Lords publish report on Media Convergence and ‘the elephant in the room’

Lords publish report on Media Convergence and ‘the elephant in the room’

The Lords Select Committee on Communications has published its report on Media Convergence yesterday, after months of evidence sessions with some of the big hitters from the media world (including our very our Chair Richard Hooper). The report is available here with accompanying information here.

The Chair of the Committee, Lord Inglewood, commented on the report that “The elephant in the room has been the impact of technological change – the Internet. Sitting over most of the media we consume is a complicated framework of rules and regulations. These are supposed to make sure the content the UK public engages with meets their expectations. However, the simple days have gone.”

The headline implication of the report is its recommendation for the establishing of a new co-regulatory content standards framework to support a common framework for TV and TV-like content , with the aim of incorporating non-PSB broadcasters and moving them from a licence based to a notification based system. The vision for this new system is that it would be that it be incorporated into an amended Audiovisual Media Services (AVMS) Directive or its successor, that industry players in scope of this new framework adopt a standard age-based classification system and that this new framework could potentially also capture non-PSB news and current affairs into its remit.

There are a number of other recommendations that will be of interest to the sector. Firstly, the Committee proposes that broadcast licences should be amended to ensure that standards similar to those set out in the Ofcom Broadcasting Code would apply to any service using the same channel name or brand as a licensed broadcast service. In turn Ofcom should investigate whether non-broadcast providers of TV like service such as Netflix could comply with an appropriate set of standard drawn from the Broadcast Code, in return for some type of kitemark.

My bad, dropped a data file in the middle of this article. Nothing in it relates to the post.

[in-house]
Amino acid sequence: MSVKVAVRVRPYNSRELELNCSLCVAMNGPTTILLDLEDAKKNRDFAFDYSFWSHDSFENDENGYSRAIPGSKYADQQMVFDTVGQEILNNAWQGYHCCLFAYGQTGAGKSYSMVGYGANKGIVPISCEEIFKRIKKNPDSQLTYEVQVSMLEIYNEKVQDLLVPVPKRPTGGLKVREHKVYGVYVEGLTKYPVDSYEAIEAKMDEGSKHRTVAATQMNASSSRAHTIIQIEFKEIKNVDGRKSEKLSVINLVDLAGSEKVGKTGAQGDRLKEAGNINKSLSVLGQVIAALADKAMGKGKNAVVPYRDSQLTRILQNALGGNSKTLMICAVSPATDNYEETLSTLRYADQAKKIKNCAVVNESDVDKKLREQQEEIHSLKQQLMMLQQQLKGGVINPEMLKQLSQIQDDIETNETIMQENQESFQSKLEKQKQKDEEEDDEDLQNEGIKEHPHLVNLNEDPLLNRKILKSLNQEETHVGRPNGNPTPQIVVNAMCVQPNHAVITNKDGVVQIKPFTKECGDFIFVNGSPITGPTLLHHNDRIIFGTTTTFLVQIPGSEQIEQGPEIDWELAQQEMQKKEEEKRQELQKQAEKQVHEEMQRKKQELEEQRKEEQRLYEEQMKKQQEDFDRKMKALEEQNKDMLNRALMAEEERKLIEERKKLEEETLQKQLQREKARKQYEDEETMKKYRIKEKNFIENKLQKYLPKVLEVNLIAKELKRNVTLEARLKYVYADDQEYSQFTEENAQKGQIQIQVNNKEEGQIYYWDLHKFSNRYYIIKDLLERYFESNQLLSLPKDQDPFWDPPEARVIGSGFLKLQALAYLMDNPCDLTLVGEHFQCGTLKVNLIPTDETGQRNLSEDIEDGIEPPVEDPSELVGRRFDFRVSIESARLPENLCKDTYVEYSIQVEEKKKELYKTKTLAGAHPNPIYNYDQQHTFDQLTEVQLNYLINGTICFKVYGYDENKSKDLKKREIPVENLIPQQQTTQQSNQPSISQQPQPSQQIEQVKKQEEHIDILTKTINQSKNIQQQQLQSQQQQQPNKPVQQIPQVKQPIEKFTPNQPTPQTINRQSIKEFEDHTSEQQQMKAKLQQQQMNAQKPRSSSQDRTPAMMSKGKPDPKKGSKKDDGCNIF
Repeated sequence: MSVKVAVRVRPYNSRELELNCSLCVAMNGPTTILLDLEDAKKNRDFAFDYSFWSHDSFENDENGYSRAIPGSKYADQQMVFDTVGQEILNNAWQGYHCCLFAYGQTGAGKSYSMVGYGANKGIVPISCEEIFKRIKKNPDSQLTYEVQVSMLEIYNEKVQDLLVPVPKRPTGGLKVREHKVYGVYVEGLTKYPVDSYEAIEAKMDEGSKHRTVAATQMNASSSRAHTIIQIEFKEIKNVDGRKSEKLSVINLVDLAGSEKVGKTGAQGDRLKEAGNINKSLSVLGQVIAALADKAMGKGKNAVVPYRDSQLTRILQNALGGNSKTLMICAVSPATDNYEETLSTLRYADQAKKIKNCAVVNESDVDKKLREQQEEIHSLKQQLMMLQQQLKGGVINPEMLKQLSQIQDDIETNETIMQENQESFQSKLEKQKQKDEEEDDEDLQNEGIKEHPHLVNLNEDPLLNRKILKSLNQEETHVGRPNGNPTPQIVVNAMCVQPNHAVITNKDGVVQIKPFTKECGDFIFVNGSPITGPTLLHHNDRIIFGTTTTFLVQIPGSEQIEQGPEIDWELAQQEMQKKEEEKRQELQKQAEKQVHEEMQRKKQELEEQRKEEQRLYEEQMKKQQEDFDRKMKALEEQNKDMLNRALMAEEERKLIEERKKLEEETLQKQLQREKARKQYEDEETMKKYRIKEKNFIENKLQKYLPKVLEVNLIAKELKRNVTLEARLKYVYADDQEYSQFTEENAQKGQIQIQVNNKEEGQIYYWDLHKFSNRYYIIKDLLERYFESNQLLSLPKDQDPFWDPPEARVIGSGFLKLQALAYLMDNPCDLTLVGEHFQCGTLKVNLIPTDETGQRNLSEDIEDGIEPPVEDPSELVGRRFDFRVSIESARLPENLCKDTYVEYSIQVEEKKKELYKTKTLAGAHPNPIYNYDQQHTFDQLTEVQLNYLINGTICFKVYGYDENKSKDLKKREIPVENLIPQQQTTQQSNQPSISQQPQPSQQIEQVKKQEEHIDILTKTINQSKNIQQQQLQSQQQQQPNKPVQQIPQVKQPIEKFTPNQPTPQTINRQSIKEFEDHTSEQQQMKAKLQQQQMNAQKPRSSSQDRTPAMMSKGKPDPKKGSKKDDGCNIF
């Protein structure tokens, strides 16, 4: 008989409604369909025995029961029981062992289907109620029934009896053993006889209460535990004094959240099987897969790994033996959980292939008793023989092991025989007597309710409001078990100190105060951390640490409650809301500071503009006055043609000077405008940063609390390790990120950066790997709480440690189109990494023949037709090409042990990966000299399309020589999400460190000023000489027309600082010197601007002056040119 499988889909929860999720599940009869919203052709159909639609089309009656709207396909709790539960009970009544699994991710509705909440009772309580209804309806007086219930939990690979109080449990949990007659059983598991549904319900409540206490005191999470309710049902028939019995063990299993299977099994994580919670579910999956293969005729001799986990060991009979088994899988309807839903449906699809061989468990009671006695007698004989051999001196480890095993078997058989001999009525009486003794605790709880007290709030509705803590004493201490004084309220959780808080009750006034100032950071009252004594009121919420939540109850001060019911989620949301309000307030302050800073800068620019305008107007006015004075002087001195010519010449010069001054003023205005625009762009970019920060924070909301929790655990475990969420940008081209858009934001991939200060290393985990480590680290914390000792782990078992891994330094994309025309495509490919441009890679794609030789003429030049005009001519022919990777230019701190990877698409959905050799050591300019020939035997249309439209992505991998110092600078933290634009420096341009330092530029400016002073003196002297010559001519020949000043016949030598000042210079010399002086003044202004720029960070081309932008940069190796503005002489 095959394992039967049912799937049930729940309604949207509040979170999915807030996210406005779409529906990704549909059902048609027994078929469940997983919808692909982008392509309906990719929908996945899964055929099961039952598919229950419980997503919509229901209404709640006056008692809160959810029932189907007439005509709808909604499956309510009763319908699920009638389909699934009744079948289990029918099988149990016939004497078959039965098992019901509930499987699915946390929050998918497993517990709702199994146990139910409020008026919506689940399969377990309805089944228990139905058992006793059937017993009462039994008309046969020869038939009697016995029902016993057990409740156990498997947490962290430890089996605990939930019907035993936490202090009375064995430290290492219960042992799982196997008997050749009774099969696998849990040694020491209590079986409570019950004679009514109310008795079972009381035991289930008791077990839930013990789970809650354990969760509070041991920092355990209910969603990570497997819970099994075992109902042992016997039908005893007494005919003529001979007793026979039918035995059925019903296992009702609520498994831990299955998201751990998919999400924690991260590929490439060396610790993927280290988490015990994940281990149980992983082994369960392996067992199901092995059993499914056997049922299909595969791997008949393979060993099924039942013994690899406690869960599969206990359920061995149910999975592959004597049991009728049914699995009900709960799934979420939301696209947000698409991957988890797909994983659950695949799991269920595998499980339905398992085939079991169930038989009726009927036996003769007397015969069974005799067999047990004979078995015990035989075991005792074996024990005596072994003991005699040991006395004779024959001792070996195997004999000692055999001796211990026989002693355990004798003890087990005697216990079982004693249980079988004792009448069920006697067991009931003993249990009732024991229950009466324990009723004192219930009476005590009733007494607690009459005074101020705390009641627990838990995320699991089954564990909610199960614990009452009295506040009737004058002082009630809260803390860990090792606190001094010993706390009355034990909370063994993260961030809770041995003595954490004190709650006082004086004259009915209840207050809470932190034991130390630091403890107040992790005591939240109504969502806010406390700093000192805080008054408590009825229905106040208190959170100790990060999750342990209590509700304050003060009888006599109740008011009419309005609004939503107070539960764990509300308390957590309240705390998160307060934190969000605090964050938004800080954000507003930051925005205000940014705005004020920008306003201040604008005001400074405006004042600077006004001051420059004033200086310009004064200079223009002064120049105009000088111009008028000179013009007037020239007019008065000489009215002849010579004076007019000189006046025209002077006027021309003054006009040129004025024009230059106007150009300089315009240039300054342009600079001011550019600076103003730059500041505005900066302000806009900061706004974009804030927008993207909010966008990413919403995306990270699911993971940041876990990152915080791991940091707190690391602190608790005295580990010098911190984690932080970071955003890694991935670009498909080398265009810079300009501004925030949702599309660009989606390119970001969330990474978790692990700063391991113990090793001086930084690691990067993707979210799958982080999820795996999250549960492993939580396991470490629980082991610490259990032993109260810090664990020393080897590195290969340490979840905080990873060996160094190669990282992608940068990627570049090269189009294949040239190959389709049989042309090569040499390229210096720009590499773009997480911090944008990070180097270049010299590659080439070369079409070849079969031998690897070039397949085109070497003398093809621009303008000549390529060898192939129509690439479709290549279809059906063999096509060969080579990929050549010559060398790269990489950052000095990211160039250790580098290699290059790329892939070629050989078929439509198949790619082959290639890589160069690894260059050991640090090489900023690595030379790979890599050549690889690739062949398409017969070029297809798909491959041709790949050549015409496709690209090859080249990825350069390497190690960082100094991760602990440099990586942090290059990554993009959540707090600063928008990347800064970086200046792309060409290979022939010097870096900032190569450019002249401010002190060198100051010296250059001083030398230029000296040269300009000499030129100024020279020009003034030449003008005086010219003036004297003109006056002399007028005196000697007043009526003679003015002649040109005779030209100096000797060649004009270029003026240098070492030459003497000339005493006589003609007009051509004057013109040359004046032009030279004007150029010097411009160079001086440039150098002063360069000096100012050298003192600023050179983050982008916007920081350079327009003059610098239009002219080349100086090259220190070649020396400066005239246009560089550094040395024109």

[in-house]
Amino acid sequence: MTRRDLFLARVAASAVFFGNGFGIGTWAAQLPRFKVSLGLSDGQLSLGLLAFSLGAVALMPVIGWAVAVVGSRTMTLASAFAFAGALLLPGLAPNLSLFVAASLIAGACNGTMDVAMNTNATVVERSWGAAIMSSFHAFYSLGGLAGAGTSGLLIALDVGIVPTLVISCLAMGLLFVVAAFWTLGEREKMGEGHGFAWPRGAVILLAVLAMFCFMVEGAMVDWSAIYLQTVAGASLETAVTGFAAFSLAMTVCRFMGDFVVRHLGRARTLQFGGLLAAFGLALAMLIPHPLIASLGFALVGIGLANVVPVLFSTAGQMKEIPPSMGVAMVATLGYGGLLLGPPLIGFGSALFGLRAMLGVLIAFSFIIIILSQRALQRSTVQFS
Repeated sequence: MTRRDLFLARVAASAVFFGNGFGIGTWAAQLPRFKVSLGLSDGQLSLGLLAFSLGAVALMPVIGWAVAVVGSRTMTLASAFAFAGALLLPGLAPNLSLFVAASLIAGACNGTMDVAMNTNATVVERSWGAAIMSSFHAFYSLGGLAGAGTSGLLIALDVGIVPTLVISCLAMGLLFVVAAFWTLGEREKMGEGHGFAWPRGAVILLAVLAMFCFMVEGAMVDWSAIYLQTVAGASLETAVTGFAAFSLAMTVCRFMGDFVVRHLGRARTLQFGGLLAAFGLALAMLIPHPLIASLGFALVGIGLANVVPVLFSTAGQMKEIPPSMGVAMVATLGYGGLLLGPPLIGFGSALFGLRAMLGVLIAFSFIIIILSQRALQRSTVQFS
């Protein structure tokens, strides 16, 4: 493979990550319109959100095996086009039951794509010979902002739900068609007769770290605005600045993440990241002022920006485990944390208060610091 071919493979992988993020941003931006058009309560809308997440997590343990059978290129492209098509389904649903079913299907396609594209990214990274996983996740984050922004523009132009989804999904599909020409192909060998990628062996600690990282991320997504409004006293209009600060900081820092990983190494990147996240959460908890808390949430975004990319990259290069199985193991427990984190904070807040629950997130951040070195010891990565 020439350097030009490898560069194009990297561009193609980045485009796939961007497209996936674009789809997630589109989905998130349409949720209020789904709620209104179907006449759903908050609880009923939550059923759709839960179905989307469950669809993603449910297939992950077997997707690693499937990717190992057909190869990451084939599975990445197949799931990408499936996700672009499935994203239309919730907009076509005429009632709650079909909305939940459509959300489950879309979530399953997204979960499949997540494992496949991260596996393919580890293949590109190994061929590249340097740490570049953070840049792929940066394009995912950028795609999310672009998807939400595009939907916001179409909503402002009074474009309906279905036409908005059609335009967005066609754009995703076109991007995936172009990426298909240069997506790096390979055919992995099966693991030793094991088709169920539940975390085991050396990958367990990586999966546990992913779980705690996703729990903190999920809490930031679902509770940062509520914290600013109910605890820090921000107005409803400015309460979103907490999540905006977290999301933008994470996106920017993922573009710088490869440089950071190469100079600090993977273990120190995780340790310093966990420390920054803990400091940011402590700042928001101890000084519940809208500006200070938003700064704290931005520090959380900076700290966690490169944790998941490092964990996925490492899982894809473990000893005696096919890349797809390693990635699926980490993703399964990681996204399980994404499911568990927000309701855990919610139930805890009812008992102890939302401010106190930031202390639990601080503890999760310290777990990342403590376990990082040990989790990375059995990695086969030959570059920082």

Next, the paper recommends that the next Communications Bill should establish a more pro-active role for Ofcom regarding the internet and Ofcom should be required to establish and publish on a  regular basis the UK public’s expectations of major digital intermediaries such as ISPs and other digital gateways in respect of issues such as access controls and content classification systems – a position that has met with disapproval from the Open Rights Group.

The Committee also ask that the government conduct a full review of the PSB system in advance of the next BBC Charter Review, and should consider the issue of PSB prominence in an increasing converged environment. They also ask that the Government should invite the BBC Trust to consider how best to enhance the BBC’s overall economic impact and reassuring the market that effective safeguards are in place prior to the next Charter Review.

Turning to spectrum issues, the report recommends that Ofcom should ensure that sufficient spectrum is available to support a sustainable DTT (Digital Terrestrial Television) platform for the future, and that before any move to full AIP for DTT, Ofcom should further consider the risks and benefits involved with its introduction and Ofcom should be asked to fully assess the impact that spectrum pricing will have on the funding available for high quality PSB. The Committee also requested that Government should consider clarifying Ofcom’s existing ex ante competition powers for the audiovisual sector, but this should also ensure that high hurdle needs to be overcome before any ex ante approach can be adopted.

We expect the Government’s formal response in the next two months.

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